This weekend will find me in San Francisco, flashing my face at WonderCon. I’m there to remind the companies we pitched AVERY to exactly who we are, and also to touch base with some of the nice folks we met at Emerald City—not that the two groups are mutually exclusive. I’m there to show we’re taking ourselves seriously, but not awfully seriously, and the men and women with the money should regard us accordingly. It’s just a little thing, but I’ve got the travel money and the darling Great-Aunt Nina I haven't seen in forever, so why not? It’s been a long time since I enjoyed the agony and ecstasy of California public transit.

Meanwhile, though AVERY’s future is still in the waiting place, JD and I may have rustled up a paying gig on the sly. The next few days will tell, but I have a good feeling about this. I’m reliably informed the editor in question has an excellent eye for talent.


Sequence from THE LONE RANGER, by Brett Matthews and Sergio Cariello. Dan-recommended. 


Six Pages of Preview

Written by DAN SCHKADE
Penciled and inked by JD SMITH
Colored by JON CAIRNS
Enjoy Responsibly

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The Weekended


Schkade and Smith, Seattle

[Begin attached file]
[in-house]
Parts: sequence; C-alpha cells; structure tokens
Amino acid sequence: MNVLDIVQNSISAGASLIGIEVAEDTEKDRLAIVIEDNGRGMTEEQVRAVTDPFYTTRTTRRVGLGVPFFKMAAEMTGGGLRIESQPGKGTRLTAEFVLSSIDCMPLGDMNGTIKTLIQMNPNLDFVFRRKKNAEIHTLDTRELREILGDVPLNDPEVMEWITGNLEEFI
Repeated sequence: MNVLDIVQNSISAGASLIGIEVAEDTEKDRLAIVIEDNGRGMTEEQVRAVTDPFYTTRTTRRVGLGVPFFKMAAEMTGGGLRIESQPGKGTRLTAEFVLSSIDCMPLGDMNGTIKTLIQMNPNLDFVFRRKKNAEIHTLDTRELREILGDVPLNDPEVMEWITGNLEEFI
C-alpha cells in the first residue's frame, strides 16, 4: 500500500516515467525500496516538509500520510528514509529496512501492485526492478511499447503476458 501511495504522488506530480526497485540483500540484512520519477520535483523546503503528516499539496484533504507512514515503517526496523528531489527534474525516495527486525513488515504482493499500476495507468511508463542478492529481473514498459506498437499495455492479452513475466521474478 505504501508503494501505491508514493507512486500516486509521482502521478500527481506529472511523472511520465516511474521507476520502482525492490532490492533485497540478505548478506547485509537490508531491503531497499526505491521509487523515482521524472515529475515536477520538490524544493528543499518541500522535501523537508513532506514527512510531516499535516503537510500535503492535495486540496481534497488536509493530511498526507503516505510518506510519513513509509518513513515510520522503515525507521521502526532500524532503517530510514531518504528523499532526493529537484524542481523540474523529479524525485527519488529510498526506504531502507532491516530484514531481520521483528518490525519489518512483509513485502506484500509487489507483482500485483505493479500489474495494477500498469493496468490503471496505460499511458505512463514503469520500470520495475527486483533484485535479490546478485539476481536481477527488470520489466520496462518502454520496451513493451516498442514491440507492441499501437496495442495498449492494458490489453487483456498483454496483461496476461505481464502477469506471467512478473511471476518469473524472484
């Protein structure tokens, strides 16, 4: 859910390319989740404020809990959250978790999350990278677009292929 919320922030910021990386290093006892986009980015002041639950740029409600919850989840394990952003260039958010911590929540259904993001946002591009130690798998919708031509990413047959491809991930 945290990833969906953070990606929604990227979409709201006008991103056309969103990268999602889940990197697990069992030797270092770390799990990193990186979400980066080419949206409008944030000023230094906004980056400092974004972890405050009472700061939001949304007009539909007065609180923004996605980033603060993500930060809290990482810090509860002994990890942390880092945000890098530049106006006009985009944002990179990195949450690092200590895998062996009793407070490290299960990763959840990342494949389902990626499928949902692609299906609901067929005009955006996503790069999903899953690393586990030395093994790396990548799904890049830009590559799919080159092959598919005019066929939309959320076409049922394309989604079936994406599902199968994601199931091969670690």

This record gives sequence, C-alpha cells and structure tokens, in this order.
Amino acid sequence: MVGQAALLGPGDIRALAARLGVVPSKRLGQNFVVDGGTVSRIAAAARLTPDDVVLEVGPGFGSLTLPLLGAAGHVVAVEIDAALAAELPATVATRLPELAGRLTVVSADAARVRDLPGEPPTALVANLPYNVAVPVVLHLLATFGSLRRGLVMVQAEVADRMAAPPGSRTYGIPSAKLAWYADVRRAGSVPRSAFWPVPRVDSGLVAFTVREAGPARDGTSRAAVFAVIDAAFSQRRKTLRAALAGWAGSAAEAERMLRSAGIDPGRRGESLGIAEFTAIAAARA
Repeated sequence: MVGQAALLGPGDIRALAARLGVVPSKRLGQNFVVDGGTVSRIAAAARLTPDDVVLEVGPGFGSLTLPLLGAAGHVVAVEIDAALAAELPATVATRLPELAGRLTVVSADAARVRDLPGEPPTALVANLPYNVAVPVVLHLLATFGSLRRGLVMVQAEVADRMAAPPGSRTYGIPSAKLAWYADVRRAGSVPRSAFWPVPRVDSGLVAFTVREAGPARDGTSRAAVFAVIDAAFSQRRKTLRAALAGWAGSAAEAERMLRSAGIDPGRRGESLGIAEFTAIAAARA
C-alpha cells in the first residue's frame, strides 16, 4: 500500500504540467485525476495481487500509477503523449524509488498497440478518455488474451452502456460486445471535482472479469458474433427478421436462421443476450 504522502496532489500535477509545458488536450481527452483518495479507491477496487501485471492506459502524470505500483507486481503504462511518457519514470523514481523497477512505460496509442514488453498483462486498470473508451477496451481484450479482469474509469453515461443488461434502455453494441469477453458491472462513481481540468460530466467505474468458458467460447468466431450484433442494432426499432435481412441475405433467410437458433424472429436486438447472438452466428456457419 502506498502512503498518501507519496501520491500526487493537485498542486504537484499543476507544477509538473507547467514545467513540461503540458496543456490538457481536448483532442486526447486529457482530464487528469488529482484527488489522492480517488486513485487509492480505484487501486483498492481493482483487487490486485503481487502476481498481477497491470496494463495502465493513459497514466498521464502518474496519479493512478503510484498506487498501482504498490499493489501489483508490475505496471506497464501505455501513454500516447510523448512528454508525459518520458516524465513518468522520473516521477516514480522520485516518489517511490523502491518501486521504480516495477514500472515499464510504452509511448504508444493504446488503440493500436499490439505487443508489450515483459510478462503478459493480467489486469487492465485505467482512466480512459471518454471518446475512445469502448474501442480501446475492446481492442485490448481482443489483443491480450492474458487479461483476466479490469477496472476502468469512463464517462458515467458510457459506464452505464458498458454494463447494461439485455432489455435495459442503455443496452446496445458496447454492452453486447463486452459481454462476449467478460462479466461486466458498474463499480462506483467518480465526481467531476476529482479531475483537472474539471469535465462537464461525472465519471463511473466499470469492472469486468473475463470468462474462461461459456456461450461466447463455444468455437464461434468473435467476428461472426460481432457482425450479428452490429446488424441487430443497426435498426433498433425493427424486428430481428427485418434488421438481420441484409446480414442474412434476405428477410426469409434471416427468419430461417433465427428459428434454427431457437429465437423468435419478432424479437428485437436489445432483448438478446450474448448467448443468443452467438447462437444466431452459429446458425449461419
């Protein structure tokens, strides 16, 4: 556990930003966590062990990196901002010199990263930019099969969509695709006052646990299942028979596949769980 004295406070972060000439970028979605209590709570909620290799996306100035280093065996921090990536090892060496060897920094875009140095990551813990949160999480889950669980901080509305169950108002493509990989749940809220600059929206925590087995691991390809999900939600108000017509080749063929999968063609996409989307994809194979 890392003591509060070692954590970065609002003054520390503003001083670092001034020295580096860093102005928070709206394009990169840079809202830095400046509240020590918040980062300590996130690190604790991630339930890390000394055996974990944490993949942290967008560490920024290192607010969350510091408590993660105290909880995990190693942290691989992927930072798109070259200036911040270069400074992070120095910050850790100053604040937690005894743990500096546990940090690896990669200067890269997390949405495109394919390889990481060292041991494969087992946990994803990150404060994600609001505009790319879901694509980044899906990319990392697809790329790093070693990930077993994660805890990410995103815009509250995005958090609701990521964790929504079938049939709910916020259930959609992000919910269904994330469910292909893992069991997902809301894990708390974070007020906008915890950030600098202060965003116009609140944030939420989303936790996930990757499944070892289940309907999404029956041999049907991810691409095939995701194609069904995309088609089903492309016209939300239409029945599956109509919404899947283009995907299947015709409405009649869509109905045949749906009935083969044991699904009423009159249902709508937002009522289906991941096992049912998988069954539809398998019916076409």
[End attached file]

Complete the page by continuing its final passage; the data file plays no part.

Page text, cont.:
I drive the three hours from Seattle to Portland and then I sleep for twelve. I wake up to find person or persons unknown have parked their car inside my skull. I down a bottle of water and refill the bottle from the kitchen sink and repeat. I take a daily multivitamin and I chase it down with a fistful of cashews and a little plastic container of applesauce, which I eat with a serving spoon because it’s the first one I grab and in my current state I am unpicky. I check my mail and I watch Californication — a show that reminds me that I like LA, screw the haters — and by now I am something resembling a human being. I’ve spent the last three days inside my superpersonality, the Dan+ version of myself that makes friends and shakes hands and takes care of business of all kinds. I’m a writer; that setting doesn’t come standard. I’m worn, man. But in that nice way.

Emerald City Comic Con was very good to us. Nothing solid as of yet — this was never meant to be the final chapter — but the irons are in the fire now, and a couple of those fires are hotter than Huston. We’ve got heavies interested not just in AVERY, but in Schkade and Smith, comic creators. Something will come of this. Something soon. My mind has settled back into its human Dan.0 state, but I still know that much. And that’s pretty exciting. Special thanks to Batton Lash, who helped us find editors to charm — same kind of help he’s been giving me, pro bono, since I first stuck my toe in the sea of comics. As nice a man as ever I’ve met. He bikes to work, you know.